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DfT expects £170m underspend on ULEV financial support

Plans to improve uptake of ULEVs – which emit less than 75g/km CO2 – were laid out during the 2010 spending review, where the government announced a £400m funding package to cover charging points, subsidies for electric and plug-in cars and vans and support research and development taking place in the UK.

However, only weeks after Deputy Prime Minister Nick Clegg announced the government was stepping up its investment in electric vehicle infrastructure, figures are showing demand is far lower than had initially been budgeted for.

The Plug-in Car Grant, which offers 25% or up to £5,000 off the price of an eligible car, launched in January 2011 with budget set out for 8,600 claims in its first year. As of December 31 2013, DfT figures show only 6,709 claims were made, while the Plug-in Van Grant (which offers 20% or up to £8,000 off the price of an eligible van) claims totalled 404 since it launched in February 2012.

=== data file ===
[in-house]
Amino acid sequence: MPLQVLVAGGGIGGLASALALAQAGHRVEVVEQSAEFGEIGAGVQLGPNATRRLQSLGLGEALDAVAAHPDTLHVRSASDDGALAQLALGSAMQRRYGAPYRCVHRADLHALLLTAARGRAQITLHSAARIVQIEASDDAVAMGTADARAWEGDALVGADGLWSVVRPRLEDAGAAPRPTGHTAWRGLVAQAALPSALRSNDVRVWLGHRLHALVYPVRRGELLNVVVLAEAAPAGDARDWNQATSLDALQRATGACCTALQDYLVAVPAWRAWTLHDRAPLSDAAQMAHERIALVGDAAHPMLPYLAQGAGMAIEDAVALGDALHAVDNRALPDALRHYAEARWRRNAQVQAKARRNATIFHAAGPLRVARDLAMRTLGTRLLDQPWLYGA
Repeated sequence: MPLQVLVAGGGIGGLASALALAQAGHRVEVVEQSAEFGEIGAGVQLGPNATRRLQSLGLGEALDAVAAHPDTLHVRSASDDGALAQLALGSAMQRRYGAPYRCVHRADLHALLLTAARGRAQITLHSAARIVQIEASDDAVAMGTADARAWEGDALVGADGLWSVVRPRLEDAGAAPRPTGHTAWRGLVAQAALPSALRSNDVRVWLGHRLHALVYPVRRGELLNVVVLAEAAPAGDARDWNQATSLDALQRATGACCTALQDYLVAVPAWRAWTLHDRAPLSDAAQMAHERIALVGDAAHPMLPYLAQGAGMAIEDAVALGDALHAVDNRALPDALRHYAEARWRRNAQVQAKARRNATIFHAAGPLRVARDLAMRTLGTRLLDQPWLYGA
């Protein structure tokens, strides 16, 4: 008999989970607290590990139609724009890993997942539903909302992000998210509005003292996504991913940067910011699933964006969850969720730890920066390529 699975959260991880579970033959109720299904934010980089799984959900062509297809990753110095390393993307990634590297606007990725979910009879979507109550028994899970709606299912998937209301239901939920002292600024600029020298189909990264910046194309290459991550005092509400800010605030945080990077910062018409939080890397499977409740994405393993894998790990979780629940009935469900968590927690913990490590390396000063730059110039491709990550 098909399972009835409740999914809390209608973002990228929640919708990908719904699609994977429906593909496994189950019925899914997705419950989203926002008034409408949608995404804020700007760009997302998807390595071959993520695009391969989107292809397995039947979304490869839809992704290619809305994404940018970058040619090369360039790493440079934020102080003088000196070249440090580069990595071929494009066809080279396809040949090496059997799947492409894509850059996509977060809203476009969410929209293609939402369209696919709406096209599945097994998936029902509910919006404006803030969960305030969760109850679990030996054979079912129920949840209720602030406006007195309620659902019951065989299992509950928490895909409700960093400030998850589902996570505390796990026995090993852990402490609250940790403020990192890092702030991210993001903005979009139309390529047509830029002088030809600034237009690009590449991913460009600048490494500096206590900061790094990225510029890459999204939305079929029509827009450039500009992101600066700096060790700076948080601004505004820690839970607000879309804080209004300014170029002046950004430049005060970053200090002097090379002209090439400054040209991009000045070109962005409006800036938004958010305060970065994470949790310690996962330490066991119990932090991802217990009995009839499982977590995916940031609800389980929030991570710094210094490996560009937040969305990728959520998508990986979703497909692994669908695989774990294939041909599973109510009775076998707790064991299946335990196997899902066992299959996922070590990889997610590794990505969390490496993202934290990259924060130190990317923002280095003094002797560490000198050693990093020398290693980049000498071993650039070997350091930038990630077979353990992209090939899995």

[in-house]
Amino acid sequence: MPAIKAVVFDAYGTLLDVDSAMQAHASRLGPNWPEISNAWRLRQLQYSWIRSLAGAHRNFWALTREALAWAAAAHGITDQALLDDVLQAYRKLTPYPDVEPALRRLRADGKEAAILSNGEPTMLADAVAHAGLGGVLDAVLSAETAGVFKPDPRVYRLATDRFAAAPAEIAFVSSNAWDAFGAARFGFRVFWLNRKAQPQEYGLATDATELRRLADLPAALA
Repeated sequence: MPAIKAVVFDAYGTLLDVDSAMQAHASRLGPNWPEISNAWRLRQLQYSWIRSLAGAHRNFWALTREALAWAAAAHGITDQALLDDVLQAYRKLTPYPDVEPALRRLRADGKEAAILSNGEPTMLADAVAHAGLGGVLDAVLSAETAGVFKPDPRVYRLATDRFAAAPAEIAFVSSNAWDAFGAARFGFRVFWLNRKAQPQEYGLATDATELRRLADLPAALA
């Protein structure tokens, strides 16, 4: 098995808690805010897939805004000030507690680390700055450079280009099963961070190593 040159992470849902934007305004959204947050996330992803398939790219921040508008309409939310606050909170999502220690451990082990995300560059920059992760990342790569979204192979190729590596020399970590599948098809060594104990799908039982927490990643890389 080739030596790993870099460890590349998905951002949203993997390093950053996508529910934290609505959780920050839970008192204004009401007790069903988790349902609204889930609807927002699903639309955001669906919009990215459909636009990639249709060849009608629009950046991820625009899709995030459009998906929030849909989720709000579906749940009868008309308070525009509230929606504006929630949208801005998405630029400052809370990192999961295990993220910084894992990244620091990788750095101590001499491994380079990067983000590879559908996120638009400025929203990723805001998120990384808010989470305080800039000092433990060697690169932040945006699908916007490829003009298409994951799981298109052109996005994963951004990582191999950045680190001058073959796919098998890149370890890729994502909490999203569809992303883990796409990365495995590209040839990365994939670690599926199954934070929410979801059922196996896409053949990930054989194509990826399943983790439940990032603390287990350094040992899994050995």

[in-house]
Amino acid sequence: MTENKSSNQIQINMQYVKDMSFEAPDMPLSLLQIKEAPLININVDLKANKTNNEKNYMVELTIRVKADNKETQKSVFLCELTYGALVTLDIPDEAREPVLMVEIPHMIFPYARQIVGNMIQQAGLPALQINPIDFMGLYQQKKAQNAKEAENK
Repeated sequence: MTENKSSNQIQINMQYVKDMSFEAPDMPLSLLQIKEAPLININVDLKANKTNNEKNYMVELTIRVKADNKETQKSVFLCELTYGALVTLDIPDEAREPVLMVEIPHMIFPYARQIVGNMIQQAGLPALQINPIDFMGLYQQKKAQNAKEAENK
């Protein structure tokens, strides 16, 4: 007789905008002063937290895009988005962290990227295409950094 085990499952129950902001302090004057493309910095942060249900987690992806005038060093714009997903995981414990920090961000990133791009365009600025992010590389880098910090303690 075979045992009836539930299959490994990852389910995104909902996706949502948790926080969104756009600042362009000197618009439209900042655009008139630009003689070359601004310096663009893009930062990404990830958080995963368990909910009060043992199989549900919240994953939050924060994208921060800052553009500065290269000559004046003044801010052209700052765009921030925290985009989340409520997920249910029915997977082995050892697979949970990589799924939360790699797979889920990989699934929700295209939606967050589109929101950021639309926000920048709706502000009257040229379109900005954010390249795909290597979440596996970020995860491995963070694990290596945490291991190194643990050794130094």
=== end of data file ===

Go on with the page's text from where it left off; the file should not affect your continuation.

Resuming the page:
Richard Goodwill, parliamentary under-secretary (DfT), said in a written answer: ‘A provision of £400 million was made to support the early market for ultra-low emission vehicles between 2010-15. This figure was derived from manufacturers' forecast sales of ultra-low emission vehicles over the period, relying on early product launches and relatively fast consumer acceptance of new technologies.

‘Sales of ULEVs have been increasing year on year, but at a slower rate than originally anticipated. We are currently projecting to spend c.£230 million over the period. Grant uptake in 2013 was 335% higher than in 2011, grants in January 2014 were at a record level and 679% higher than the equivalent month in 2013.’

Alex Grant

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